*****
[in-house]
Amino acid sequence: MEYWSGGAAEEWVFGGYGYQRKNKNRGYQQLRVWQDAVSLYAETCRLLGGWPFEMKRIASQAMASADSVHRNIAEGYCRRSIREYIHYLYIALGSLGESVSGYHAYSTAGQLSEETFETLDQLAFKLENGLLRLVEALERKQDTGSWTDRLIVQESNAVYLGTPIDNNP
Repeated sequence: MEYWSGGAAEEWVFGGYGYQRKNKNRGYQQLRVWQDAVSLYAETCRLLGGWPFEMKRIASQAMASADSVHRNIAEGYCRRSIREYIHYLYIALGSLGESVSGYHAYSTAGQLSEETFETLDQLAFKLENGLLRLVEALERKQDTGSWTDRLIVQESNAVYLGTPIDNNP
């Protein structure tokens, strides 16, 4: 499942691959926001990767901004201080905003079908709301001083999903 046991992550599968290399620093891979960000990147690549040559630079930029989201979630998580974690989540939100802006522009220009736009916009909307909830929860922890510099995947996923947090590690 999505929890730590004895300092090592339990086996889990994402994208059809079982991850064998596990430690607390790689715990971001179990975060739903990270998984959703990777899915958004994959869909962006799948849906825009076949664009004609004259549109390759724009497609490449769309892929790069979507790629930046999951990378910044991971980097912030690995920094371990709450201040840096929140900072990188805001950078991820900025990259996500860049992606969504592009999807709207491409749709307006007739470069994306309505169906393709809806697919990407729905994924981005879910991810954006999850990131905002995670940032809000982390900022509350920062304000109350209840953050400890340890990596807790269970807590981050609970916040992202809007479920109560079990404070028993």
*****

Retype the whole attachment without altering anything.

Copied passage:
[in-house]
Amino acid sequence: MEYWSGGAAEEWVFGGYGYQRKNKNRGYQQLRVWQDAVSLYAETCRLLGGWPFEMKRIASQAMASADSVHRNIAEGYCRRSIREYIHYLYIALGSLGESVSGYHAYSTAGQLSEETFETLDQLAFKLENGLLRLVEALERKQDTGSWTDRLIVQESNAVYLGTPIDNNP
Repeated sequence: MEYWSGGAAEEWVFGGYGYQRKNKNRGYQQLRVWQDAVSLYAETCRLLGGWPFEMKRIASQAMASADSVHRNIAEGYCRRSIREYIHYLYIALGSLGESVSGYHAYSTAGQLSEETFETLDQLAFKLENGLLRLVEALERKQDTGSWTDRLIVQESNAVYLGTPIDNNP
């Protein structure tokens, strides 16, 4: 499942691959926001990767901004201080905003079908709301001083999903 046991992550599968290399620093891979960000990147690549040559630079930029989201979630998580974690989540939100802006522009220009736009916009909307909830929860922890510099995947996923947090590690 999505929890730590004895300092090592339990086996889990994402994208059809079982991850064998596990430690607390790689715990971001179990975060739903990270998984959703990777899915958004994959869909962006799948849906825009076949664009004609004259549109390759724009497609490449769309892929790069979507790629930046999951990378910044991971980097912030690995920094371990709450201040840096929140900072990188805001950078991820900025990259996500860049992606969504592009999807709207491409749709307006007739470069994306309505169906393709809806697919990407729905994924981005879910991810954006999850990131905002995670940032809000982390900022509350920062304000109350209840953050400890340890990596807790269970807590981050609970916040992202809007479920109560079990404070028993």